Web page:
Quad: Biden and his Asian allies step up efforts to counter China | International

The echoes of the war in Ukraine have been felt this Tuesday in Tokyo. The four leaders of the Quad, the informal alliance that brings together democracies as disparate as the United States, Japan, Australia and India, have had the Russian invasion in mind to warn that they will not tolerate a repetition of a similar act – or their steps previous—in the Indo-Pacific region. They are opposed, they have assured in the final statement after the meeting, to “any coercive, provocative or unilateral action that tries to change the status quo” in the zone. The recipient of the alert was not mentioned by name, there was no need. Everyone knew it: China.

The Russian invasion came to the fore again and again at the summit, the second in person of this informal alliance created in its day to respond to the 2004 tsunami in Southeast Asia, and rescued and reconverted almost three decades later into a cooperation mechanism between four democracies in the four corners of the Indo-Pacific region and who share their concern about Beijing’s growing influence in the area.

“This is about democracies against autocracies, and we have to make sure that we comply,” said US President Joe Biden at the beginning of the summit, which concluded with the holding of this event and bilateral meetings with each of the partners, a five-day tour of Asia. “The Russian assault on Ukraine underscores the importance of the fundamental principles of international order, territorial integrity and sovereignty. International law and human rights must always be upheld, regardless of where they are violated,” he stated. The host of the meeting, Japanese Prime Minister Fumio Kishida, joined the thesis. The war in Ukraine, he stressed, represents “a serious incident that has fundamentally shaken the international order based on the rule of law.” “We must not allow things like this to happen in the Indo-Pacific.”

The brand new head of the Australian Government, Labor Anthony Albanese – winner of the elections on Saturday and arrived immediately after his investiture on Monday – agreed. “Our Quad alliance is more necessary than ever to respond to the challenges and threats of a world with less certainty; to transform that world for the better and build a stronger Indo-Pacific region, with more collaboration, that respects sovereignty”.

Indian Prime Minister Narendra Modi was the only one who did not speak out explicitly against the Russian occupation. His country has important defense ties with Moscow and, like China, systematically avoids condemning the actions of the government of Vladimir Putin. The New Delhi representative chose to highlight the Quadrangle’s “mutual cooperation” in other, less contentious areas, from bolstering supply chains to vaccine distribution, to “continue to strengthen the Quad’s image as a force for good.” . Later, the White House indicated that in the bilateral between the two, Biden emphasized to Modi the global consequences of the war in Ukraine.

In an apparent deference to India’s position, the final statement does not explicitly mention Russia. Instead, the text maintains that the four leaders “addressed their respective responses to the conflict in Ukraine and the ongoing tragic humanitarian crisis.”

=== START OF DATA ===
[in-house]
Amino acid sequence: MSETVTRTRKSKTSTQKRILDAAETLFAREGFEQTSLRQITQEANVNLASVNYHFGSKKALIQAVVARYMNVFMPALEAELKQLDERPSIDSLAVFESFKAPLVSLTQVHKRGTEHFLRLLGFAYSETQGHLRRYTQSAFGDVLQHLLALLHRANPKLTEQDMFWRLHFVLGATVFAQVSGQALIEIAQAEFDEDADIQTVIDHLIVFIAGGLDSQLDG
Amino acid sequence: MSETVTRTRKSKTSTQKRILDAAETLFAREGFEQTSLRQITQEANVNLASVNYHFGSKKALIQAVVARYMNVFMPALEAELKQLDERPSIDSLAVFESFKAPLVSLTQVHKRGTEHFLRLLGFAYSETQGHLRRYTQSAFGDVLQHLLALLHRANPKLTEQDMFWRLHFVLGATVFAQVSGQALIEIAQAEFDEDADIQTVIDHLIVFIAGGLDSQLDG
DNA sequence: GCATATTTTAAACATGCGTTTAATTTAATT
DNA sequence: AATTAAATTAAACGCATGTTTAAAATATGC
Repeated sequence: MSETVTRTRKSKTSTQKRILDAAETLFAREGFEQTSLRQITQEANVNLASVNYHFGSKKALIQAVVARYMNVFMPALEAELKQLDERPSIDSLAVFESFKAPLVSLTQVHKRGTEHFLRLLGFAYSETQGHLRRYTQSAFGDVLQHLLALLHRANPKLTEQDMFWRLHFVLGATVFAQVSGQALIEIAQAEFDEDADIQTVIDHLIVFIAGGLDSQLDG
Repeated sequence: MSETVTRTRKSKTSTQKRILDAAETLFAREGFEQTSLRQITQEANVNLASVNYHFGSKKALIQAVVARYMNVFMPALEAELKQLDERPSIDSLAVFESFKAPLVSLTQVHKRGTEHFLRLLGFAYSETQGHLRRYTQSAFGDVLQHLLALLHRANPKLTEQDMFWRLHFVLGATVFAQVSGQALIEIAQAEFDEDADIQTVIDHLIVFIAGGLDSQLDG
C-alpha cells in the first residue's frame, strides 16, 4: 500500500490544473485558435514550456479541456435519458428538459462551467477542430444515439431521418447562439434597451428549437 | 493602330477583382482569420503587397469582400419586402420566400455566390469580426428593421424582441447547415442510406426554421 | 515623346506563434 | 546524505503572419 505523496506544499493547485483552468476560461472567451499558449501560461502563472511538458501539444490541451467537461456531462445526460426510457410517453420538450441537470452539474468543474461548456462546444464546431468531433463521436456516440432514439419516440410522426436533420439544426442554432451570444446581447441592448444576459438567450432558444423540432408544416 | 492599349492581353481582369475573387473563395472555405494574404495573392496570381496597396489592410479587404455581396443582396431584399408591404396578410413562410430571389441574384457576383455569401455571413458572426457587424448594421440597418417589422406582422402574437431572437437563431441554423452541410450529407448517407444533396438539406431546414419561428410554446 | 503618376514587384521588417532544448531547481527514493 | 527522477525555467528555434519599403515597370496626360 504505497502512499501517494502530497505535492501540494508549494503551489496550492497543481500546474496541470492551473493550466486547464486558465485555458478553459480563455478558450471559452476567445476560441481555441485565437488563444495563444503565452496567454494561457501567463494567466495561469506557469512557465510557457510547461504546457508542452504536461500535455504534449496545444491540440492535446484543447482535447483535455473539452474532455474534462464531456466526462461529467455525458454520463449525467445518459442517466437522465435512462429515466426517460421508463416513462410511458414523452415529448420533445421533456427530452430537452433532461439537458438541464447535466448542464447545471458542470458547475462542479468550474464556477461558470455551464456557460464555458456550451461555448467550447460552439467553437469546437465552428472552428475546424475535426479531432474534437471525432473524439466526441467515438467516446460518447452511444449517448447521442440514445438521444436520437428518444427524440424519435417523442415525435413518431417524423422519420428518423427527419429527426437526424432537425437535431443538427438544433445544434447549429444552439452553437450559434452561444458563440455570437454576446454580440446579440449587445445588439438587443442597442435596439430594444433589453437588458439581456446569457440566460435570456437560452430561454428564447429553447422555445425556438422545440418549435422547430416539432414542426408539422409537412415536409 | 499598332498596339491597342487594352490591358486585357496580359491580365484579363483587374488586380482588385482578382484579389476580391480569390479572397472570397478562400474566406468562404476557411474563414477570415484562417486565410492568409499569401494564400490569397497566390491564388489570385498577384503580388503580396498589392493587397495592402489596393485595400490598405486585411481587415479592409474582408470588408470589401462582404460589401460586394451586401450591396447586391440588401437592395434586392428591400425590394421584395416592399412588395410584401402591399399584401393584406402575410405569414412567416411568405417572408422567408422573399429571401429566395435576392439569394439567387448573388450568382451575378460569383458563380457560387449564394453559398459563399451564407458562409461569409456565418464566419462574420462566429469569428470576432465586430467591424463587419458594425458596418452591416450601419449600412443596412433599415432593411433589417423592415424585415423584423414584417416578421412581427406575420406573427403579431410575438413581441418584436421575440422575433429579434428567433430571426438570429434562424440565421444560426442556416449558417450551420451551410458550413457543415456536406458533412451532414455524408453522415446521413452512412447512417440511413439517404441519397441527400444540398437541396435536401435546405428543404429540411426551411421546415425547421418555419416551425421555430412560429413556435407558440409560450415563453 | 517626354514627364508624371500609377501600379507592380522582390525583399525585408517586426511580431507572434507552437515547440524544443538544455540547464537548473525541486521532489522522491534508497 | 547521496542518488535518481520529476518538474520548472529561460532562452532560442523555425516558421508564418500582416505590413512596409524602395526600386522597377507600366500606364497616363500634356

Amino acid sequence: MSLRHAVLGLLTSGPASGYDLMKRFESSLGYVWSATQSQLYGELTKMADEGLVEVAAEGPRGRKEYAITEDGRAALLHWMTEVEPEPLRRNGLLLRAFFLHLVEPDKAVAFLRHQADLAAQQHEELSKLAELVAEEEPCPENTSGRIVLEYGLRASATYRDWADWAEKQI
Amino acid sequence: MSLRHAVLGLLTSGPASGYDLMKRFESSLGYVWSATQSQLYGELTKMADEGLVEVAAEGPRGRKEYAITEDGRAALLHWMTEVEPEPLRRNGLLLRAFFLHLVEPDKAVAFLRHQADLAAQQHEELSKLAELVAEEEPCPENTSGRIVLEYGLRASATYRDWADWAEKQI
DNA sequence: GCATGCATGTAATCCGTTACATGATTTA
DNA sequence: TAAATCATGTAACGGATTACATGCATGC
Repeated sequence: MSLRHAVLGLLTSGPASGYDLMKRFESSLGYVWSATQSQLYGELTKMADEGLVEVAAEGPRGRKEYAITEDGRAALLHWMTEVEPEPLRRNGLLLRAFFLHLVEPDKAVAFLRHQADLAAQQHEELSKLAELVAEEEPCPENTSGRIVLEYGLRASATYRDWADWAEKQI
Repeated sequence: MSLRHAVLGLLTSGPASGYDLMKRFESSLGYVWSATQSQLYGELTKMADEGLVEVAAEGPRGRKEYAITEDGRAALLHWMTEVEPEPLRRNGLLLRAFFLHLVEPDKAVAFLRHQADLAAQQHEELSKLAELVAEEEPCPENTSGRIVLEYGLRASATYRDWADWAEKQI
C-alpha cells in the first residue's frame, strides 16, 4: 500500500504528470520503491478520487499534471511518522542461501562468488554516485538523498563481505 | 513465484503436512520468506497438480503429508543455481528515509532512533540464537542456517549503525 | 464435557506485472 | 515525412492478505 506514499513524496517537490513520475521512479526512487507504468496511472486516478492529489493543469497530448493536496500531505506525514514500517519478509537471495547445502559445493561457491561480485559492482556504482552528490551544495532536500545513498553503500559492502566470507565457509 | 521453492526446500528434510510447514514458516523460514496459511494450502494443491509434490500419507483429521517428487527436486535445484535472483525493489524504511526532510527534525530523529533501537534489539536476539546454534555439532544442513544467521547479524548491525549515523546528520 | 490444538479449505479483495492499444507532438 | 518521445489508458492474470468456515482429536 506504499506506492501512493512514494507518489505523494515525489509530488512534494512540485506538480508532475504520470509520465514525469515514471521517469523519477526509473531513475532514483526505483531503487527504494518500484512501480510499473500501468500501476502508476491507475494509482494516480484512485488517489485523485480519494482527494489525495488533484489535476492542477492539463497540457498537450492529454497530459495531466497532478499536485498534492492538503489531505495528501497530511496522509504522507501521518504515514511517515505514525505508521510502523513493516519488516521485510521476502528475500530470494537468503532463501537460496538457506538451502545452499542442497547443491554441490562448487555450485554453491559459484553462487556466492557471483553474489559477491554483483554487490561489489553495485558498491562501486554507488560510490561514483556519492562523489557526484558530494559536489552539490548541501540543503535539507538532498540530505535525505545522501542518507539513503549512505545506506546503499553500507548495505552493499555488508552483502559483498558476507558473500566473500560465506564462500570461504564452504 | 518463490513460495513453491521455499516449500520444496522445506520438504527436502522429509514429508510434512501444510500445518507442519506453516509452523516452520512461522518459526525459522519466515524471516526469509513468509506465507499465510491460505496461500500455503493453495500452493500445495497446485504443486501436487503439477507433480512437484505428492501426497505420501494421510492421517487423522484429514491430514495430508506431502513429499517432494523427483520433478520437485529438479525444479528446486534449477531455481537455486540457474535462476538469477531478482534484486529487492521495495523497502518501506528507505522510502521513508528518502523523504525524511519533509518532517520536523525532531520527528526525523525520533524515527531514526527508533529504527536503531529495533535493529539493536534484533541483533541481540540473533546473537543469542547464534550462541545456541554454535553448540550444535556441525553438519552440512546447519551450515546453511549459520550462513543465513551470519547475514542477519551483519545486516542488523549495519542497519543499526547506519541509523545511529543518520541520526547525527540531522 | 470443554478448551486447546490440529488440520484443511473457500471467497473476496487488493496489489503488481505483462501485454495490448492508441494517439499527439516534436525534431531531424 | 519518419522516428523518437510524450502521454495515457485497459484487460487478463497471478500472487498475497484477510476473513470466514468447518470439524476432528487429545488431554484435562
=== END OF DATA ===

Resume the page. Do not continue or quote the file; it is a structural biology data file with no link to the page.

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Response to Chinese moves

But the great protagonist in absentia, and the reason for the summit, was China. Many of the initiatives agreed upon at the meeting have been agreed with her in mind, from greater cooperation for the distribution of vaccines – which counteracts what Beijing is carrying out in other Asian countries – to a fund of 50,000 million dollars for the infrastructure development in the region, a response to the projects that China undertakes within its New Silk Road initiative.

The final communiqué devotes special attention to Chinese maritime activities, one of the main sources of friction between the Asian giant and the components of the Quad, and mentions the “challenges to the maritime order based on laws, including in the South Seas and the East China”. In the East, Beijing and Tokyo claim sovereignty over the Diaoyu/Senkaku Islands. In the South, China, which claims control of 90% of the waters and has disputes with half a dozen countries, has built a series of artificial islets that it has turned into military bases.

The conclusions of the meeting refer to “the militarization of disputed points, the dangerous use of coast guard ships and maritime militias, and attempts to interrupt the activities of exploitation of marine resources by other countries.” All of them practices of which China has been accused. The four countries have agreed to create a mechanism that will monitor the activities of fishing fleets and possible Chinese maritime militias via satellite, and that will also be used for humanitarian purposes.

The question of Taiwan, which China considers part of its territory and does not renounce to unify by force, also hung over the meeting. A day earlier, Biden had appeared to end the strategic ambiguity that his country had maintained for four decades, by assuring that it would come to the island’s defense militarily if China invaded it. This Tuesday, on the other hand, he answered a journalist’s question about whether he had put an end to that policy with a resounding “no”. “The policy has not changed at all. I said it when I made my statement yesterday,” added the US president.

Following Biden’s statement on Monday, the second since October in which he appeared to confirm the change in US policy, China warned Washington that it is “playing with fire.” The United States “uses the Taiwan card to subdue China, and it will burn,” said Zhu Fenglian, the spokeswoman for the government’s Taiwan Affairs Office in Beijing.

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